This is what we have now, an imperial presidency, courtesy of weak institutions, especially the co-equal branches riven by conflicts of personal and political self-interest. We may soon see the total taming and acquiescence of a lame judiciary and the surrender of congressional prerogatives and subsequent dismantling of the principle of checks and balance.

And in the dominant executive branch the exercise of arbitrary decisions by the imperial president will be the norm. We already have inklings of that when the DU30 proclaimed what could be the Duterte Doctrine on corruption: He said he will “…not tolerate any corruption in his administration and he will dismiss from office any of his men (women) who are tainted even by a ‘whiff of corruption’; and he is ready to sack any public officials even on the basis of false allegations of corruption.” (Inquirer.net, March 30, 2017, emphasis mine)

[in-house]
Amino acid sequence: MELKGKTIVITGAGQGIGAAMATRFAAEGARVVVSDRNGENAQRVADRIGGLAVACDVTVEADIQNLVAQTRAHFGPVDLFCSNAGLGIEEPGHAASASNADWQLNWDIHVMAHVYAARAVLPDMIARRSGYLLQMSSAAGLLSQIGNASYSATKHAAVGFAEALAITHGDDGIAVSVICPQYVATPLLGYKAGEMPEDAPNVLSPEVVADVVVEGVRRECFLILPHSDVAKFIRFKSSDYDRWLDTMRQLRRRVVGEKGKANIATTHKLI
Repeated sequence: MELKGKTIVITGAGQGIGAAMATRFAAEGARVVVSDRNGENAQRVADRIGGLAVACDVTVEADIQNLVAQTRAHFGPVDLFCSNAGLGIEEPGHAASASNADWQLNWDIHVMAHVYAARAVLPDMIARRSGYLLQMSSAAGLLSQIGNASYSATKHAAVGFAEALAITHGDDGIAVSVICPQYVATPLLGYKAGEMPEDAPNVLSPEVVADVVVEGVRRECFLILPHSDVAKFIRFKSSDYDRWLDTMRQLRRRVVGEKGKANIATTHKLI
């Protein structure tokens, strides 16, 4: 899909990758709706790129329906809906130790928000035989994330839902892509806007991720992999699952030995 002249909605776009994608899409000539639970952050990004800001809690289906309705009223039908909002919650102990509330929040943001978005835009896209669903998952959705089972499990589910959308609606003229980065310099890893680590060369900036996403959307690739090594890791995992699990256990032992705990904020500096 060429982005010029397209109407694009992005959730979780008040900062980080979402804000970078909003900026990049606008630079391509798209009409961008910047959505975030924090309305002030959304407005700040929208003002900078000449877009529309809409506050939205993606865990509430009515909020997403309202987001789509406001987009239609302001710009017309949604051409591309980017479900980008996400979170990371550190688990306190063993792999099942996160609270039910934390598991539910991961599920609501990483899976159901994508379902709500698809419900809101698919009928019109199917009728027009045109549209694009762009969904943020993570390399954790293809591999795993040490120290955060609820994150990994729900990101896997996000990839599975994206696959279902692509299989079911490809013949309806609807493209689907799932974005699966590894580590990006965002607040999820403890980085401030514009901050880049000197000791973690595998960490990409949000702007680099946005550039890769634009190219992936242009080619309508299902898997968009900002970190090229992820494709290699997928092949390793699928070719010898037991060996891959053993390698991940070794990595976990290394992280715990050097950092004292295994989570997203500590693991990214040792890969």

This is a dangerous attribute of an imperial presidency, and I wrote then: “There is no question that the president has the power to terminate from government anyone who fails to serve at his pleasure. But the President must be subject to the minimums of fairness and the etiquette of dismissal, for no apparent reason than that the process is widely regarded as civilized behavior. But more importantly, there is a greater overarching principle that covers the conduct of the mighty, the powerful and the humble – the rule of law.”